Back-seat Driver: Don’t park on leaf piles, Sacramento officials say

It’s that time of year again for a Sacramento fall tradition – the one where people park their cars on top of leaf piles, then drive off, scraping half of the pile into the street like a brown skid mark.

Those trails of leaves are impossible for the city’s “Claw” machines to scoop up, not to mention that they’re unsightly. So grumbling residents head into the street with rakes and brooms to reassemble their leaf piles, hoping city crews show up this time before they get run over again.

City officials say there is no law against parking on leaf piles, but pickup crews would really prefer you don’t. Spokeswoman Erin Treadwell said people should try to park 3 feet from a pile. That gives the city’s claws (fascinating but clumsy creatures) maneuvering room to get to them.

Even though it is claw season, city officials want residents to help them out by continuing to also place green waste into containers and put them out on the street for regular weekly pickup.

Cyclists have complained about leaves or garbage cans in bike lanes. City officials say they’re listening: They’ve had new wording printed on new city garbage cans: “Please do not place in a bike lane.”

Green streets

While most streets are brown with leaves, a few are going green. City crews were out Thursday applying a green coloring in bike lanes for safety on Capitol Mall and in front of California State University, Sacramento, where Carlson Drive meets H and J streets.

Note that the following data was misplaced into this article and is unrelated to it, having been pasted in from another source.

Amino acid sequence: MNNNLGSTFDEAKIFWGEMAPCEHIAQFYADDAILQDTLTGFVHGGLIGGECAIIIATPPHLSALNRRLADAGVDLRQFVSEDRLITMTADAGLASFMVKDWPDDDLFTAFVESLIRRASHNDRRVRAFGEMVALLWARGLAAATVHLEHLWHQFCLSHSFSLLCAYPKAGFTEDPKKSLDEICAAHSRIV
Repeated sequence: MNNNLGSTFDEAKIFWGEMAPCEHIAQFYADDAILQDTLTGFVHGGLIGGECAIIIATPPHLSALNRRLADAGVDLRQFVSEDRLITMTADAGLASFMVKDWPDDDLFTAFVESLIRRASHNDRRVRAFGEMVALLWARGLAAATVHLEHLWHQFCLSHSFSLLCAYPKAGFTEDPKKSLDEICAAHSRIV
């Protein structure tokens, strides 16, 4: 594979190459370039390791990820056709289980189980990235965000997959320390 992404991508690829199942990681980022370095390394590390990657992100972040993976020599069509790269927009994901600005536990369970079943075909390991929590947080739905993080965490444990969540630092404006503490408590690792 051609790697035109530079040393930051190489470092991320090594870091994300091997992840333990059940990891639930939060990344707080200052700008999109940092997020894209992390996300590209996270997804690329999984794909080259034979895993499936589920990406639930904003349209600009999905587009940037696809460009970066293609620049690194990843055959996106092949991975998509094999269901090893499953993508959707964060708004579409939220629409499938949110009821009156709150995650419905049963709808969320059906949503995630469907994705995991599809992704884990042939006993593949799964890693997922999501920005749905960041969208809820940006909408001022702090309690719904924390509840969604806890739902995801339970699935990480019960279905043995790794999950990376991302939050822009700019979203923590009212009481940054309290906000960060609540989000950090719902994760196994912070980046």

The city also will add a new traffic signal pole at the northeast corner of Carlson and H, where a bicyclist was killed a few years ago. That area also will get larger signal heads and countdown pedestrian signals.

We got a call from a reader Thursday who described the new color on Capitol Mall as lime green. City officials say they just call it green, but it’s a shade they think really pops and should catch people’s attention.

Bus stop

Sacramento Regional Transit General Manager Mike Wiley just finished his annual month of riding buses and light-rail lines daily to talk with customers, and has a message for the woman he met on the North Natomas bus the other day.

He failed to get her name, but tells us he figured out an easy fix for the problem she described. He’s instructed the early morning Natomas bus to turn its “in service” light on and start taking on passengers as it heads north to its official start point. That way the woman can hop on early, directly in front of her apartment, and ride the bus as it loops back south toward downtown. She won’t have to cross busy Natomas Boulevard and walk nearly a half-mile to the closest southbound bus stop.

Why isn’t there a bus stop across the street from her complex? The city didn’t build a sidewalk adjacent to the street on that part of Natomas Boulevard, and, according to Wiley, RT is no longer allowed under federal law to put stops in places where there is no sidewalk.